The second Athletes Unlimited professional volleyball season begins Wednesday in Dallas. You can click here for the schedule and TV listings. Teams were drafted by first-week captains Bethania De La Cruz, Aury Cruz, Karsta Lowe and Deja McClendon. Team Lowe plays Team Cruz at 6 p.m. Eastern Wednesday (streamed by AU), followed by Team De La Cruz vs. Team McClendon (Bally Sports).
Getting the first season of its professional volleyball program off the ground was going to have enough uncertainty for Athletes Unlimited no matter what.
The pandemic made for no attendance, cutting off one of the pillars upon which the women’s sports organization was built: Fan engagement. Then, during the run-up to the season, a historic snowstorm rocked Texas, where the five-week season would be staged at Dallas’ Fair Park Coliseum.
But on the court, Athletes Unlimited’s first foray into volleyball — the group started with softball and later added basketball and lacrosse — was a success.
“I thought year one went better than we could have ever expected,” said Cassidy Lichtman, the former Stanford star who is a member of AU’s volleyball Player Executive Committee. “The volleyball was an incredibly high level. The production quality was amazing … and I thought the fan reaction was great.
“Particularly going in blind, having not seen professional volleyball work in the U.S. — at least not in my life and career — I thought it was beyond what we could have expected.”
Tayyiba Haneef-Park, the former Long Beach State star and USA Olympian, now an assistant at Oregon who coached in the league last season, is AU’s director of sport.
“I think it was an incredible season one, even though we didn’t have fans (in the stands),” Haneef-Park said. “I think we are having almost half our players returning from season one, and, hopefully, we continue to build on that in our future seasons.”
The first serve is Wednesday as AU returns to Fair Park Coliseum. The five-week season wraps up April 16.
Here’s how the unique format works:
The league consists of a pool of 44 players. Each week, four captains choose their roster of 11 players: five outside/opposite hitters, three middles, two setters and a libero. (More on how the captains are selected in a moment.) The teams play three-set matches, and rather than a best-of-three format, the match winners are based on aggregate scoring. To wit: If Team Gold wins the first two sets by scores of 25-23 and 25-22 but Team Blue wins the third set 25-16, Team Blue would win the match with a total three-set score of 70 to Team Gold’s 66.
Team composition changes every week — that’s not a misprint — and there is no team champion. Rather, an individual champion is crowned based on a system of points. Monetary bonuses are attached to the awards.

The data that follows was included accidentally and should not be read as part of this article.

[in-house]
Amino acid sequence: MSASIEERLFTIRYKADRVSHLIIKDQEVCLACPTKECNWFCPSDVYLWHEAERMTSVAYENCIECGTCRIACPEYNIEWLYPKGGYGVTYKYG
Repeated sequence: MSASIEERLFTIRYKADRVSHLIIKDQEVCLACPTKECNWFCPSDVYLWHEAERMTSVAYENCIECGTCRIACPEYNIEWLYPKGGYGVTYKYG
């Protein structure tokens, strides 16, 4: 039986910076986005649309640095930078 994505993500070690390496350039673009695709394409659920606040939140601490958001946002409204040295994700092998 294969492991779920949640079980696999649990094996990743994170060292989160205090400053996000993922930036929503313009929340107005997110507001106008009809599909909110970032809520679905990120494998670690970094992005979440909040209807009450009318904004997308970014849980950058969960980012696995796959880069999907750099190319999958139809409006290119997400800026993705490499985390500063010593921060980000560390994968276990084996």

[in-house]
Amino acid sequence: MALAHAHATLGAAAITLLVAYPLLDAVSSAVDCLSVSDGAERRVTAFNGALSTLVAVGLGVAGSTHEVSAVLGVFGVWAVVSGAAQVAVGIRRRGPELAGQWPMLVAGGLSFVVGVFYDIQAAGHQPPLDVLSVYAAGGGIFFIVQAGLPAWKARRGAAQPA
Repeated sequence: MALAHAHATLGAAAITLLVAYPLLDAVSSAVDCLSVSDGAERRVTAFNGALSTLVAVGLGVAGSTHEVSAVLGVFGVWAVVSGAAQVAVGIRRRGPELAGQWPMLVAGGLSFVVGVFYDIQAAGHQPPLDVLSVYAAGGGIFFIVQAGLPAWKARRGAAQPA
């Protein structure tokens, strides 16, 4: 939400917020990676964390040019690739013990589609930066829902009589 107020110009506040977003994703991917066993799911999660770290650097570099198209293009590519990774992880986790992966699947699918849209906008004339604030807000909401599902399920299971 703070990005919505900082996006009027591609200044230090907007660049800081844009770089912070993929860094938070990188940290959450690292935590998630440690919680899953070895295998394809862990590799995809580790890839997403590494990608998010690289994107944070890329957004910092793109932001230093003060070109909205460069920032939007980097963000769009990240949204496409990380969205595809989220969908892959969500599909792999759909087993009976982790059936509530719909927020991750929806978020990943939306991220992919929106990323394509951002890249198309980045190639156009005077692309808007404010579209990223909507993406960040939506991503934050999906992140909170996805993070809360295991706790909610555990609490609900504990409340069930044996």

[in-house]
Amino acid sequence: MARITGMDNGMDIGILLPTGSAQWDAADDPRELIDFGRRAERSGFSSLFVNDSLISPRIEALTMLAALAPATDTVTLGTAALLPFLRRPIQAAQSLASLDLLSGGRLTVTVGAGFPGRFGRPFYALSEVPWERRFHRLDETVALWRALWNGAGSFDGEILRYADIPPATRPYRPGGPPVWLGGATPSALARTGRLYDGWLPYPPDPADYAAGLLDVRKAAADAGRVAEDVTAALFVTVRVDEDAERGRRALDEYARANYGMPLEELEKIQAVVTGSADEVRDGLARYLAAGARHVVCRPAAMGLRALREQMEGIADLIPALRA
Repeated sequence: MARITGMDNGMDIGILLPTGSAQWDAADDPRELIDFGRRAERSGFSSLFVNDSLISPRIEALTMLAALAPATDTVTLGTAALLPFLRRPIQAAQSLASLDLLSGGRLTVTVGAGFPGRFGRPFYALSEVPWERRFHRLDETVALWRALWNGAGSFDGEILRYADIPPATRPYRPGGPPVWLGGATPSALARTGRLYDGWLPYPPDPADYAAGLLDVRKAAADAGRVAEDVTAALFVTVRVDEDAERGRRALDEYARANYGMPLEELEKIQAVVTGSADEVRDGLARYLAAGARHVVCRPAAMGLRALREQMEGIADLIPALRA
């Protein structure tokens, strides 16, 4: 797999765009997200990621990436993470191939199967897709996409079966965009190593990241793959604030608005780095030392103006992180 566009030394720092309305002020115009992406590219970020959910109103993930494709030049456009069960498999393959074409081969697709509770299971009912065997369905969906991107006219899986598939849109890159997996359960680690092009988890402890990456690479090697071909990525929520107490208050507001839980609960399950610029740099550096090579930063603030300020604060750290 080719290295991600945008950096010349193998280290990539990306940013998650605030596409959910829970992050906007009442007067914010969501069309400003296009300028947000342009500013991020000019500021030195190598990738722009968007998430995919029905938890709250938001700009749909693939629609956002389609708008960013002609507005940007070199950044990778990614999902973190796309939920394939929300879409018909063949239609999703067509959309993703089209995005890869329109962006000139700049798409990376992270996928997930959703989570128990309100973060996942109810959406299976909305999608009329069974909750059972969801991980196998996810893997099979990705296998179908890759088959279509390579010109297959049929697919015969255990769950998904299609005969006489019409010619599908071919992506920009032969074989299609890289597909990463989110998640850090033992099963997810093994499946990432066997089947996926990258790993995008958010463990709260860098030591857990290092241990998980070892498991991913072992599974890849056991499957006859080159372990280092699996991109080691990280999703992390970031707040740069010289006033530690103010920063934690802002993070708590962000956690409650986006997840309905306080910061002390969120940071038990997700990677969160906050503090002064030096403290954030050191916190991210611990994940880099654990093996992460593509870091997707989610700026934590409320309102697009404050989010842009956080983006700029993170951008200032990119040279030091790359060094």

In addition to the regular match scoring, each player is scored on her volleyball skills. The scoring takes into account each of the skills and works this way:
— 12 points for an ace, minus-8 for a service error
— 8 points for an attack kill, minus-12 for an attack error
— 1 point for an assist, minus-12 for an assist error
— 5 points for a dig off a kill attempt
— 2 points for a good pass, minus-12 for a passing error
— 12 points for a stuff block, no points are deducted for a blocking error
At the end of each week — here is where the captains come in — the top four players on the points leaderboard get to choose the four teams for the following week’s matches. That continues throughout the five-week season.
Once the season concludes, the individual champion is crowned based on the number of points she has accumulated throughout the season. Outside hitter Jordan Larson, a former Nebraska standout, was the inaugural champion with 4,569 points. Larson, who signed a mid-season contract with a pro team in Italy, won’t play AU this season.
The league also named a defensive player of the year, libero Nomaris Velez Agosto. She’s back and will be on Team McClendon the first week.
“Once we get on the court, we’re just thinking about playing volleyball,” Lichtman said. “You don’t think about the point system and what else is going on.”
Added Haneef-Park: “Even though there’s all these different ways of scoring (individually), you move up the leaderboard most when your team wins.”
Season two opens with 19 players returning from 2021. Four of the top six point-scorers are back, and they served as captains for the first week, Dominican national team member Bethania De La Cruz, former Puerto Rico national team member Aury Cruz, former UCLA standout Karsta Lowe and former Penn State star Deja McClendon. They finished second, fourth, fifth and sixth, respectively, in scoring last season.
Each week new captains will emerge based on their point totals.